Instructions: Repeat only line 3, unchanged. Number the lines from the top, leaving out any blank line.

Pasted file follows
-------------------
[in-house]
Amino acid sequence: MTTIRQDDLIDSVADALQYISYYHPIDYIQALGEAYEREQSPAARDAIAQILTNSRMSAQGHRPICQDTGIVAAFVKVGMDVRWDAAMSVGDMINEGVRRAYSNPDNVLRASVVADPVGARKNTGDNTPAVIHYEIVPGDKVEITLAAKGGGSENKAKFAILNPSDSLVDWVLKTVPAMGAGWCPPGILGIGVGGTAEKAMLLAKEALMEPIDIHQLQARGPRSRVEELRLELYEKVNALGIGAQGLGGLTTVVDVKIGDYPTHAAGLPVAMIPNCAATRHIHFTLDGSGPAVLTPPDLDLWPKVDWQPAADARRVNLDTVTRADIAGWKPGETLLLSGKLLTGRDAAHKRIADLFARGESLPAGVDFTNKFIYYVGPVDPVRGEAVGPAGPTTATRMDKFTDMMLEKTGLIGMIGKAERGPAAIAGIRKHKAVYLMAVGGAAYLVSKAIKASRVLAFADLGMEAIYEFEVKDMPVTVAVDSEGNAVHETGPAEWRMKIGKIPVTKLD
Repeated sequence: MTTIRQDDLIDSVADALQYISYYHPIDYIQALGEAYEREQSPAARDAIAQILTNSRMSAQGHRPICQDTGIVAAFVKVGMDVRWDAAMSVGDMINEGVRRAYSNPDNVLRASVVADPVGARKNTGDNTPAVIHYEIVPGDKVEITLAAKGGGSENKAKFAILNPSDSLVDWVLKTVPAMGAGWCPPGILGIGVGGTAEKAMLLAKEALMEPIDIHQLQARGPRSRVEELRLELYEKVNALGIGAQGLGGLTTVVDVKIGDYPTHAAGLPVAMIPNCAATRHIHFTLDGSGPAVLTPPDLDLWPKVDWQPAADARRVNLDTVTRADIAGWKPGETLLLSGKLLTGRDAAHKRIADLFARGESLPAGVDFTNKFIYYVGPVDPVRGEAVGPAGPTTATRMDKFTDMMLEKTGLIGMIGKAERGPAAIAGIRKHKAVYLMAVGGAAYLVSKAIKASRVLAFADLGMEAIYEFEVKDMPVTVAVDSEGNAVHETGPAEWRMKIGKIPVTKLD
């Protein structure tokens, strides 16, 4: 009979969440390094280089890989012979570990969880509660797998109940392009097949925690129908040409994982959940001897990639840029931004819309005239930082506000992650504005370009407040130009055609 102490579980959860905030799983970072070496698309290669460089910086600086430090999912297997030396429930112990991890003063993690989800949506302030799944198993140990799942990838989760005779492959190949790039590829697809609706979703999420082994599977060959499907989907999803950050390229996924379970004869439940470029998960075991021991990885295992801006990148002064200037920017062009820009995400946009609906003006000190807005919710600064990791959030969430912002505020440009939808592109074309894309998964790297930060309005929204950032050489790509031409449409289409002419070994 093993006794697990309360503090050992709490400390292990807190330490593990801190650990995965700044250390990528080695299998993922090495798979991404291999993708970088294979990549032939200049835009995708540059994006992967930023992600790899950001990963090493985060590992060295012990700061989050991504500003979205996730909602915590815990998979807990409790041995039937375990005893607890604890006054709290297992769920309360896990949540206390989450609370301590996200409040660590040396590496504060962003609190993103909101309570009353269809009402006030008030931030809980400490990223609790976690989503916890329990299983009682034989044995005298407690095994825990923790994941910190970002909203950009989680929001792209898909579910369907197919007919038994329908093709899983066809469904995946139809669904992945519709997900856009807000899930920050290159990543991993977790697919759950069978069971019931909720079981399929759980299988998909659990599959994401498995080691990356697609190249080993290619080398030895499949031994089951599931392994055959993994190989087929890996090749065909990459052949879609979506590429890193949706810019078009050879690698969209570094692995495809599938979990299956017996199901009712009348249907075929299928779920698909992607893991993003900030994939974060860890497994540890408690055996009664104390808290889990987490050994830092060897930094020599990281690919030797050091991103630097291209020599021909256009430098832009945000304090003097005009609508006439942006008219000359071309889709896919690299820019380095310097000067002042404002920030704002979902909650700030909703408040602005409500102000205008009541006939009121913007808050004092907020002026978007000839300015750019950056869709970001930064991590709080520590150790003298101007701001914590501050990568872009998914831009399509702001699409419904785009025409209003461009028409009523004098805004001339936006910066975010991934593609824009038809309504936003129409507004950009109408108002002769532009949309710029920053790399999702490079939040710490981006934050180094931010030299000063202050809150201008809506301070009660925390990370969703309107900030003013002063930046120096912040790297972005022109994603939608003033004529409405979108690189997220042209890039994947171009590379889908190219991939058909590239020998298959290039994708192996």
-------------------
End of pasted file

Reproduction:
Repeated sequence: MTTIRQDDLIDSVADALQYISYYHPIDYIQALGEAYEREQSPAARDAIAQILTNSRMSAQGHRPICQDTGIVAAFVKVGMDVRWDAAMSVGDMINEGVRRAYSNPDNVLRASVVADPVGARKNTGDNTPAVIHYEIVPGDKVEITLAAKGGGSENKAKFAILNPSDSLVDWVLKTVPAMGAGWCPPGILGIGVGGTAEKAMLLAKEALMEPIDIHQLQARGPRSRVEELRLELYEKVNALGIGAQGLGGLTTVVDVKIGDYPTHAAGLPVAMIPNCAATRHIHFTLDGSGPAVLTPPDLDLWPKVDWQPAADARRVNLDTVTRADIAGWKPGETLLLSGKLLTGRDAAHKRIADLFARGESLPAGVDFTNKFIYYVGPVDPVRGEAVGPAGPTTATRMDKFTDMMLEKTGLIGMIGKAERGPAAIAGIRKHKAVYLMAVGGAAYLVSKAIKASRVLAFADLGMEAIYEFEVKDMPVTVAVDSEGNAVHETGPAEWRMKIGKIPVTKLD